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An interview with Alessandro Petacchi, December 13, 2003
Any sprint he chooses, he wins
This season everyone has been blown away by Alessandro Petacchi, who accumulated an impressive twenty-four victories in a single season. Fifteen of them were won in the three Grand Tours, an achievement even he says will be almost impossible to repeat.
During the Vuelta, Domina Vacanze rider Miguel Angel Martin Perdiguero aptly described Petacchi by saying, "Any sprint he chooses, he wins." With a reputation such as this, the man from La Spezia deserves some attention, even in the off season. Cyclingnews correspondent Gabriella Ekström was only too happy to oblige.
"I've been to Antigua, an island located east of Puerto Rico. I enjoyed my vacation a lot, even though it rained most of the time. At least I managed to get some relaxation," says Petacchi after returning back home from two well-deserved weeks of rest in the Caribbean.
It hasn't been one particular race, rather the whole season has been a highlight, and he admits that his multiple stage wins in all the three major tours will be very difficult to top in the future. "This season has been nothing but incredible, and I know it will be difficult for me to repeat it. At the same time, the results I've had has given me the strength and desire to continue and aim even higher."
One goal that has been on Petacchi's mind for quite a while, is to win a World Cup race, and not just a any World Cup, but La Primavera, Milan-San Remo. The first of 10 World Cup races in the year, La Primavera glows with a certain light for Petacchi, and it is no secret that he would like to join Erik Zabel and Mario Cipollini, among others as winners of the race. "It is the race of my dreams!" he says.
During the season, he came very close to winning another World Cup race, when he was barely beaten by Eric Zabel on the Avenue de Grammont in Paris-Tours. Broadcast pictures showed Petacchi with his face buried in his hands as he passed the finish line in second place. Disappointing as it seemed, he denies placing too much pressure on himself.
"I wasn't disappointed. I was suffering from bronchitis, and considering my health and condition at this moment, I think I did very well," says Petacchi.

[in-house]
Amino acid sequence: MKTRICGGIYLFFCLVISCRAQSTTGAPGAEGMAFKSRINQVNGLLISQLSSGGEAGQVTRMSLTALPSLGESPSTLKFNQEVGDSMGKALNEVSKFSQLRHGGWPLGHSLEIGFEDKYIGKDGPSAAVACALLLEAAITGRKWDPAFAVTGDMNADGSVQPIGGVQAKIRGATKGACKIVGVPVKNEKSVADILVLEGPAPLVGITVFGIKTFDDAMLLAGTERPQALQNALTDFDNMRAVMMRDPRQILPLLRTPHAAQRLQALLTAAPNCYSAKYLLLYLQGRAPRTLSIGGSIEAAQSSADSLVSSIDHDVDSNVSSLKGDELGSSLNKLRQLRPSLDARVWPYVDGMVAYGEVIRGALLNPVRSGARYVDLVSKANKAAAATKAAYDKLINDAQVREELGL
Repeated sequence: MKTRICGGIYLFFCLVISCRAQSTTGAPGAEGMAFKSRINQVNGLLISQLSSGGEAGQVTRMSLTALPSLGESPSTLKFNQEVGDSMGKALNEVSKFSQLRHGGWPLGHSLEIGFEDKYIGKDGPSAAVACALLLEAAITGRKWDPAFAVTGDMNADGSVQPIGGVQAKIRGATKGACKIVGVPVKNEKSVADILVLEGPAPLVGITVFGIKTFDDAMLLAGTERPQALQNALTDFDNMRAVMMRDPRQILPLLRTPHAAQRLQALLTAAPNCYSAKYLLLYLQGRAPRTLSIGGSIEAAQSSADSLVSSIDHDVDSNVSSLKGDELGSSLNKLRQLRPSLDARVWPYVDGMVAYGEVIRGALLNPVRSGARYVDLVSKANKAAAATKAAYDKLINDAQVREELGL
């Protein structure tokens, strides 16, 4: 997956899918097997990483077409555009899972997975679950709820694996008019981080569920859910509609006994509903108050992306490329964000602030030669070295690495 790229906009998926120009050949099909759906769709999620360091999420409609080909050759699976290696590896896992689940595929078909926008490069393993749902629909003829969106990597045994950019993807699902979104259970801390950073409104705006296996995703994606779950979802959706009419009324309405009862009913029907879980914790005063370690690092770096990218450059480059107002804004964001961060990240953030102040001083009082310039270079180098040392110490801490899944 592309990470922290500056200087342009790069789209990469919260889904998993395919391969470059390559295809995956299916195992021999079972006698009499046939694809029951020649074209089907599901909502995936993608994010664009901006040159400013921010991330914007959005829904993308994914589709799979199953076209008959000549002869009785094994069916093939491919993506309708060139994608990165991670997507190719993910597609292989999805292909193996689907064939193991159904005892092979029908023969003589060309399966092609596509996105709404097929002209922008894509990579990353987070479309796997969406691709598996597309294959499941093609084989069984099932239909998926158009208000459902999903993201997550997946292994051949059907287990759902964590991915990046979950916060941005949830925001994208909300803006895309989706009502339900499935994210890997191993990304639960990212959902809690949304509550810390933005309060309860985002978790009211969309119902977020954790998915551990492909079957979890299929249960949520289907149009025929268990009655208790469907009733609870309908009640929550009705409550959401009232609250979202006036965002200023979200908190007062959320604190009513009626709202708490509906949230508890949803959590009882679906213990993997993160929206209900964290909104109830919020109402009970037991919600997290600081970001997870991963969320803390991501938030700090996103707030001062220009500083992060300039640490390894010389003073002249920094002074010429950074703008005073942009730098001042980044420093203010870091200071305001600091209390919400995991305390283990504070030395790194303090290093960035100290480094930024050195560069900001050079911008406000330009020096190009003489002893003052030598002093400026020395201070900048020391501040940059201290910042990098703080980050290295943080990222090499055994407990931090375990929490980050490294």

Nevertheless, second place always causes concern for a sprinter, so I ask him if he regrets losing a race for a long time afterwards, or is he able to easily move on. "If I have made a mistake, and lost because of it, I will be nervous until the morning after. The nervousness however, doesn't prevent me from focusing on the race or stage that is still to come."
So no regrets or important lessons learned?
"I have learnt a lot of things this year, as I do every year, but there is nothing I've done this year that I wouldn't do again."
That said, it is obvious that Petacchi looks back on his year with great fulfillment, but for Alessandro, it's only a short winter break between this season and the next, and he's already been back on his bike since mid-November. "I don't have a precise plan for next year yet, but I'd like to do a good Giro, and of course, a great Milano-San Remo before that."
Two other natural highlights in 2004 are the Tour de France and the Olympics, but he admits to not having seen he courses as yet. "I don't know if I'll ride the Tour next year; if I'll do it, it would be to win a stage. For the green jersey... well, let's see when and if I'm there," he says.
With the Olympic Games not until August, there's still plenty time for the sprinter of season to reflect upon the course and his participation. "I'd like to take part, of course. The Olympics is a legendary race. I hope I will earn myself a place in the Italian team."
And with La Primavera more three months away, there's still some time for relaxation, and what could be more relaxing for a ferocious sprinter than taking a Ferrari for a spin at Fassa Bortolo's annual sports day?
"To be honest it scared me a little!" he says after admitting that driving a Ferrari was a big thrill for him, but that he wouldn't go as far as switching his two wheeled speedster for a four wheeled one. So what is the ultimate relaxation then?
"Just to be able to relax is fine with me. I like fishing," he says, grinning.
For those who have followed Petacchi in magazines and on the Web, if there is one thing he hates, it is being compared to Mario Cipollini. During this year's Tour de France, he told the press over and over again he was not the person to answer the question of whether he was a better sprinter than Cipollini. While we may never hear the answer to that question, can he at least admit that he is a better looking sprinter than Mario?
"Hah. Thank you for the compliment, but you know that when it comes to Cipollini, I don't make comparisons."
See also: 2004 Fassa bikes arrive
just in time for Christmas, January
2003 interview with Alessandro Petacchi; Petacchi's
Pinarello Dogma at the Giro d'Italia; Tour
de France interview; Vuelta
a España interview